A maximum of 65 companies will be selected to participate in the mission from the applicant pool on a first-come, first-served basis. Each of the trade mission stops (Vietnam, Thailand, Singapore, Indonesia, and Malaysia) is designed for participation of a maximum of 30 participants. U.S. companies already doing business in, or seeking to enter Singapore, Vietnam, Thailand, Malaysia or Indonesia for the first time may apply.
Fees and Expenses
After a company has been selected to participate in the mission, a payment to the Department of Commerce in the form of a participation fee is required.
For one mission stop, the participation fee will be $1,950 for a small or medium-sized enterprise (SME)* and $2,850 for large firms.*
For two mission stops, the participation fee will be $2,950 for a small or medium-sized enterprise (SME)* and $3,850 for large firms. *
For three missions stops, the participation fee will be $3,950 for a small or medium-sized enterprise (SME)* and $4,850 for large firms.*
There will be a $500 fee for each additional firm representative (large firm or SME) participating in one mission stop plus an additional fee of $250 for each additional mission stop. There is no additional fee for participants opting to participate in Trade Winds—Asia Business Forum.
Expenses for travel, lodging, meals, and incidentals (e.g., local transportation) will be the responsibility of each mission participant.
Conditions for Participation
- An applicant must submit a completed and signed mission application and supplemental application materials, including adequate information on the company's products and/or services, primary market objectives, and goals for participation. Applicant should specify in their application and supplemental materials which trade mission stops they are interested in participating in. If the Department of Commerce receives an incomplete application, the Start Printed Page 58776Department may reject the application, request additional information, or take the lack of information into account when evaluating the applications.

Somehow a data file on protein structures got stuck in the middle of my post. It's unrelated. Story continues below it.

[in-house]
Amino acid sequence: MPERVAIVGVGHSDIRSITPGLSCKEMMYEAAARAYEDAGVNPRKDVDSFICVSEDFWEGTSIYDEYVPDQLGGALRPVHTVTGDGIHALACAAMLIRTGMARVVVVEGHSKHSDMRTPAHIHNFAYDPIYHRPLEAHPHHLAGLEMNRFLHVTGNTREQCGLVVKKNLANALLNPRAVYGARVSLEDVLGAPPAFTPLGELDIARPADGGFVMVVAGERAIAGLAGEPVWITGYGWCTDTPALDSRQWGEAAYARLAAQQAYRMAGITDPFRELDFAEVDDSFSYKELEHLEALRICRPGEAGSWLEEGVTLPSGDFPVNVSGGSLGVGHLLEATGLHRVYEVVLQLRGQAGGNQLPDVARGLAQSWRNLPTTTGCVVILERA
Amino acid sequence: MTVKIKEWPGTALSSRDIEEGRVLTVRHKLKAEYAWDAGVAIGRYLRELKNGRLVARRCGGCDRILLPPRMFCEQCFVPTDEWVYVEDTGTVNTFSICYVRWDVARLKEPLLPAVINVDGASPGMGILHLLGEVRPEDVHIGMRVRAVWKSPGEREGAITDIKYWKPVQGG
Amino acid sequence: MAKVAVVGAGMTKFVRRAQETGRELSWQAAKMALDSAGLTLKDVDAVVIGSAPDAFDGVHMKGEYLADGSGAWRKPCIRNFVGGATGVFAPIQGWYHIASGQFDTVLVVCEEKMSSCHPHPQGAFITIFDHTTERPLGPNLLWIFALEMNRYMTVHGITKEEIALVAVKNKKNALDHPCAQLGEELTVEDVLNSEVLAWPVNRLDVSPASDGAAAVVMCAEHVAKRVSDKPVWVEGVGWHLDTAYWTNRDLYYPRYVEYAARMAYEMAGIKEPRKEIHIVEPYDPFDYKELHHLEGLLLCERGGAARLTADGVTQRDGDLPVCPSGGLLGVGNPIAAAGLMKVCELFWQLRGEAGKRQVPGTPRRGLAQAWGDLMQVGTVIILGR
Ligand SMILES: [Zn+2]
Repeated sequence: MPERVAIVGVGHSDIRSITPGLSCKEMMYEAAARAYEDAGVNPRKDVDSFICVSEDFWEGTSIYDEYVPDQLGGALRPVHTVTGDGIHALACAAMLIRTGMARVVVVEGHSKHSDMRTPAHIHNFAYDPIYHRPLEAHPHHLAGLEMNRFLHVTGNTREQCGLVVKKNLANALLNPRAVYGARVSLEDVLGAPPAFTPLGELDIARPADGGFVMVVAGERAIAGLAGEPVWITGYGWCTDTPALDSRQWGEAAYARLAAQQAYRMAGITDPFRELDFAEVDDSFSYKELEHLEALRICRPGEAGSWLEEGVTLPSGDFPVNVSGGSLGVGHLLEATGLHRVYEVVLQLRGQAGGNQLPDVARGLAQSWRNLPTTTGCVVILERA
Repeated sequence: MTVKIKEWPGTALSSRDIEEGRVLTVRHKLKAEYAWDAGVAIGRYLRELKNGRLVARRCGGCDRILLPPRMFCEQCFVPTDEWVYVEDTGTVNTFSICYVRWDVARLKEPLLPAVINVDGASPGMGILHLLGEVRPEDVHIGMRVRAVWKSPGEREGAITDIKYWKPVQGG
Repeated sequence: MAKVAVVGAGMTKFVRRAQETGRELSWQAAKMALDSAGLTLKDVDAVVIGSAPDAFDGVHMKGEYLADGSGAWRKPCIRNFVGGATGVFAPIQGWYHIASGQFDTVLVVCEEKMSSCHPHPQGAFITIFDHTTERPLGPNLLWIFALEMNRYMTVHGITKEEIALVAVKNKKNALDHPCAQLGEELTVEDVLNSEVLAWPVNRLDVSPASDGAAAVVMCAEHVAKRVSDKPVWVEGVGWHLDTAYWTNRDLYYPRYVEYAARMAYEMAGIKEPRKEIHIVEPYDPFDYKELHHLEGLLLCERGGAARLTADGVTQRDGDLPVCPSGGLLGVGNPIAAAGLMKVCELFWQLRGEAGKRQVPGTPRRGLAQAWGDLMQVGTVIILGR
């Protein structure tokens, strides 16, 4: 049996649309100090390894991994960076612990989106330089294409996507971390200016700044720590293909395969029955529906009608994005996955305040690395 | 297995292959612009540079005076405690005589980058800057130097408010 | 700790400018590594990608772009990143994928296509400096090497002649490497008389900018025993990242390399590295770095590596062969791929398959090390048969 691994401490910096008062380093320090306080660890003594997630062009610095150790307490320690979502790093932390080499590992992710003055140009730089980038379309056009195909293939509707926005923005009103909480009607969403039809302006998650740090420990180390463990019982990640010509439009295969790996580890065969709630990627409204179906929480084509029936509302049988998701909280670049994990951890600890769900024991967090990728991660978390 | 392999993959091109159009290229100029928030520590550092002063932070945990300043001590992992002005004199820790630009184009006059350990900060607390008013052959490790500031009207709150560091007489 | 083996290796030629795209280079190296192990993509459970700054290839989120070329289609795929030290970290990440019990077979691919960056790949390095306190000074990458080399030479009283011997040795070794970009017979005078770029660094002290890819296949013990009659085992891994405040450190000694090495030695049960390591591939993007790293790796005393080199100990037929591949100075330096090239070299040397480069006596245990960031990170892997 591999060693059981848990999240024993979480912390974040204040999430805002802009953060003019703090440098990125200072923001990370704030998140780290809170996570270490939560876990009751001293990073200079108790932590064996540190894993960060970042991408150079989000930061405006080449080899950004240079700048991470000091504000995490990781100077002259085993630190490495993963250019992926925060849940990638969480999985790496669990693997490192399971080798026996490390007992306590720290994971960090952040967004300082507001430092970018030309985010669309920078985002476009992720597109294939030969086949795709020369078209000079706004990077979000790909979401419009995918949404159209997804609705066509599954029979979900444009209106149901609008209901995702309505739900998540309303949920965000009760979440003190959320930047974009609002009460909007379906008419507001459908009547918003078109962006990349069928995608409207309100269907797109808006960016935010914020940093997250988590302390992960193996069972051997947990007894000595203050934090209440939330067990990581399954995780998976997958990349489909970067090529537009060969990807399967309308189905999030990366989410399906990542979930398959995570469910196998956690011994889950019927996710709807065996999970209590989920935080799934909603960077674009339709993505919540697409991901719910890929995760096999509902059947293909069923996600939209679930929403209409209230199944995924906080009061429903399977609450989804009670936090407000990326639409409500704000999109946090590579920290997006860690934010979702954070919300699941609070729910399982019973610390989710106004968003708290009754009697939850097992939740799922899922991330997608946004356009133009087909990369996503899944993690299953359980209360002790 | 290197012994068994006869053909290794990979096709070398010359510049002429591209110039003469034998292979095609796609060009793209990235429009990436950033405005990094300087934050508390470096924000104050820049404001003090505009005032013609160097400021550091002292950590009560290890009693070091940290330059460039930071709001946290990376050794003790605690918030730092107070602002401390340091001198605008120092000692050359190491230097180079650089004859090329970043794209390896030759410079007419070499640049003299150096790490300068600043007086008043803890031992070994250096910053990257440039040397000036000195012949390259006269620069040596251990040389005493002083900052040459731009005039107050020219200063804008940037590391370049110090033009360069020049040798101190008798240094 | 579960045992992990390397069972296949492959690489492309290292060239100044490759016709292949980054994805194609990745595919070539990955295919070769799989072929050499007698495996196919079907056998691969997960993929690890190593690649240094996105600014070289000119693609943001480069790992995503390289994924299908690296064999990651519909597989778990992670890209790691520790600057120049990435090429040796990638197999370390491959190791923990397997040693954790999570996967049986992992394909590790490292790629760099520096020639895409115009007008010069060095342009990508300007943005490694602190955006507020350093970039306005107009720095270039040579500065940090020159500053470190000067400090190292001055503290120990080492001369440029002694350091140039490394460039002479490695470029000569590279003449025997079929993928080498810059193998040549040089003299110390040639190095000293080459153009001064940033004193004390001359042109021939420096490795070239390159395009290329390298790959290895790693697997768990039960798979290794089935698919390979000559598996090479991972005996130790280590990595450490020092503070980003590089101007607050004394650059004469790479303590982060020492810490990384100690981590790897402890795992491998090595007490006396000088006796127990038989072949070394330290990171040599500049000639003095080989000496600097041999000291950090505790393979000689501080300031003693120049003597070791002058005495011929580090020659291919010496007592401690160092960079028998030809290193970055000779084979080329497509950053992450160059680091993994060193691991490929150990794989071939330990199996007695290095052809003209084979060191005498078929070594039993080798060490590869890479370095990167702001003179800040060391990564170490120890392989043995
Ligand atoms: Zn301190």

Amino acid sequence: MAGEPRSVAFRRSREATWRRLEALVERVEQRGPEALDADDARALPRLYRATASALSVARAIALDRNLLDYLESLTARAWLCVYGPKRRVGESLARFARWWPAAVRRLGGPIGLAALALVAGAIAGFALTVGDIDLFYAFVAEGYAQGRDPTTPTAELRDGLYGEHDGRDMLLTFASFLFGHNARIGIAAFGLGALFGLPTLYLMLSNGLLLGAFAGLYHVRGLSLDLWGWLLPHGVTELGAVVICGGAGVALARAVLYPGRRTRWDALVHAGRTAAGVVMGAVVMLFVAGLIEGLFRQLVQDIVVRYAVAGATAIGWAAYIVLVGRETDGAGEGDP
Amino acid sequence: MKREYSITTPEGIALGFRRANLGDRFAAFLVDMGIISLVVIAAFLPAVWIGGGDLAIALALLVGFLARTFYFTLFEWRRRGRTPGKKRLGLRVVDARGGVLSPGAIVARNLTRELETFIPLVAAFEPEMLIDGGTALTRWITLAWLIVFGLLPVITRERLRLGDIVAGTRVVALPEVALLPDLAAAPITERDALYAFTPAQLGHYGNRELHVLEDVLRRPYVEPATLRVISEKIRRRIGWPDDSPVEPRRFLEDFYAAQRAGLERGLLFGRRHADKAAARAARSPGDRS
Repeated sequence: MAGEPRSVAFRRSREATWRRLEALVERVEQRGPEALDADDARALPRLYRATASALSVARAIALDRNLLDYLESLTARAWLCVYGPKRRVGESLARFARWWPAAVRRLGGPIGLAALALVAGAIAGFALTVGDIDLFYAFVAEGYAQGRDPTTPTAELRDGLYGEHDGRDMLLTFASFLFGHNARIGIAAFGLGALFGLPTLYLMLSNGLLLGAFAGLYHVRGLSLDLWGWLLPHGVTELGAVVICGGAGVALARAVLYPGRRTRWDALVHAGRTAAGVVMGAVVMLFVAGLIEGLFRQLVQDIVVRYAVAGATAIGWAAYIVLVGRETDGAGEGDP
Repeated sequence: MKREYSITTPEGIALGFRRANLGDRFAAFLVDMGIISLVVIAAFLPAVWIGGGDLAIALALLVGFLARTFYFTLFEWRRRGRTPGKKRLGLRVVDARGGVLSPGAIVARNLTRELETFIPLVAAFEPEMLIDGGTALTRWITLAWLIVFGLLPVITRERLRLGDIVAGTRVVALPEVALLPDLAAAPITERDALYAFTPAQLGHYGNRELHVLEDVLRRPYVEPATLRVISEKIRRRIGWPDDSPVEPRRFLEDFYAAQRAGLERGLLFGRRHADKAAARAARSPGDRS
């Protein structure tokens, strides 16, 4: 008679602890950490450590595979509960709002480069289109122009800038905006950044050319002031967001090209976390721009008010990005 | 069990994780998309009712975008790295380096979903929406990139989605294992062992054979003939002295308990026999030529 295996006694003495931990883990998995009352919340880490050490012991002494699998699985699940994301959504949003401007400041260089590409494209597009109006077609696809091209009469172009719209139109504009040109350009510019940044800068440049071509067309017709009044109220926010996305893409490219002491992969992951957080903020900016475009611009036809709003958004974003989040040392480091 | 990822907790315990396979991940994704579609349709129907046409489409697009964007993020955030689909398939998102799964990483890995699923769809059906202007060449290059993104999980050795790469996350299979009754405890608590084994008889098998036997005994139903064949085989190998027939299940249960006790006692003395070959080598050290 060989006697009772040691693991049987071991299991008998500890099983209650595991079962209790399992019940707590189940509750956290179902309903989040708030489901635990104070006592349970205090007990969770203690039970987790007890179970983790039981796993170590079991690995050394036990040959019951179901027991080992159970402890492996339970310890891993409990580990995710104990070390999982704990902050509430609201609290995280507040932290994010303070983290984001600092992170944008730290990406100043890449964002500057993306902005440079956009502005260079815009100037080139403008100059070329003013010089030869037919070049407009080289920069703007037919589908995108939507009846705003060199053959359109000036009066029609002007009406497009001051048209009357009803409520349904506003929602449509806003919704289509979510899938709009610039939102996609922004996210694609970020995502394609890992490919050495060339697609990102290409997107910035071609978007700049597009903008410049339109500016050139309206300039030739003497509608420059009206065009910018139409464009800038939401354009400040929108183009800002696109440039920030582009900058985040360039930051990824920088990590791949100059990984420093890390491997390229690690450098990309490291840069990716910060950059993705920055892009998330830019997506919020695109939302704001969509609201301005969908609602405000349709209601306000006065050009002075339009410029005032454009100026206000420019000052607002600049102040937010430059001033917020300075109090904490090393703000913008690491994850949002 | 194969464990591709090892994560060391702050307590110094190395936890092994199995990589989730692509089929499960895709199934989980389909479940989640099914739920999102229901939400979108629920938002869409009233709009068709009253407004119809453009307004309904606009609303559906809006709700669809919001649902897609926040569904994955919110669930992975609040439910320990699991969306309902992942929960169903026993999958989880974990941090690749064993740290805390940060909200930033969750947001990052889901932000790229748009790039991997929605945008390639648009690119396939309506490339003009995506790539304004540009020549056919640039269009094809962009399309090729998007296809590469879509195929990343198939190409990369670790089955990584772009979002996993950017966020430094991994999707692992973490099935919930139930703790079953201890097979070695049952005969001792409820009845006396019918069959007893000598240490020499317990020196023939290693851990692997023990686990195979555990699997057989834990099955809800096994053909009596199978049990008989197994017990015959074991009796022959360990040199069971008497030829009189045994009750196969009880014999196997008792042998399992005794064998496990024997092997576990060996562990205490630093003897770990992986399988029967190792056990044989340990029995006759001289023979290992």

- Each applicant must also certify that the products and services it seeks to export through the mission are either produced in the U.S., or, if not, marketed under the name of a U.S. firm and have at least 51% U.S. content of the value of the finished product or service.
Selection Criteria for Participation: Selection will be based on the following criteria:
- Suitability of the company's products or services to each of the markets the company has expressed an interest in visiting as part of this trade mission.
- Company's potential for business in each of the markets the company has expressed an interest in visiting as part of this trade mission.
- Consistency of the applicant's goals and objectives with the stated scope of the mission
Diversity of company size, sector or subsector, and location may also be considered during the review process.
Referrals from political organizations and any documents containing references to partisan political activities (including political contributions) will be removed from an applicant's submission and not considered during the selection process.
VI. Timeframe for Recruitment and Applications
Mission recruitment will be conducted in an open and public manner, including publication in the Federal Register, posting on the Commerce Department trade mission calendar, and other Internet Web sites, press releases to the general and trade media, direct mail and broadcast fax, notices by industry trade associations and other multiplier groups and announcements at industry meetings, symposia, conferences, and trade shows.
Recruitment for the mission will begin immediately and conclude no later than March 30, 2012. The U.S. Department of Commerce will review applications and select the participants from the applicant pool on a first come first-served basis. After March 30, 2012, companies will be considered only if space and scheduling constraints permit.
An SME is defined as a firm with 500 or fewer employees or that otherwise qualifies as a small business under SBA regulations (see http://www.sba.gov/services/contracting opportunities/sizestandardstopics/index.html). Parent companies, affiliates, and subsidiaries will be considered when determining business size. The dual pricing reflects the Commercial Service's user fee schedule that became effective May 1, 2008. For additional information see http://www.export.gov/newsletter/march2008/initiatives.html).
U.S. Contact Information
Shannon Christenbury, U.S. Export Assistance Center—Charlotte. Shannon.Christenbury@trade.gov. Tel: 704-333-4886 x225.
Leslie Drake, U.S. Export Assistance Center—Charleston. Leslie.Drake@trade.gov. Tel: 304-347-5123.
Bill Burwell, U.S. Export Assistance Center—Baltimore. Bill.Burwell@trade.gov. Tel: 410-962-3097.
Singapore Contact Information
Patrick Santillo, Senior Commercial Officer, U.S. Commercial Service—Singapore. Patrick.Santillo@trade.gov.Start Signature
Commercial Service Trade Mission Program, U.S. Department of Commerce.
[FR Doc. 2011-24294 Filed 9-21-11; 8:45 am]
BILLING CODE 3510-FP-P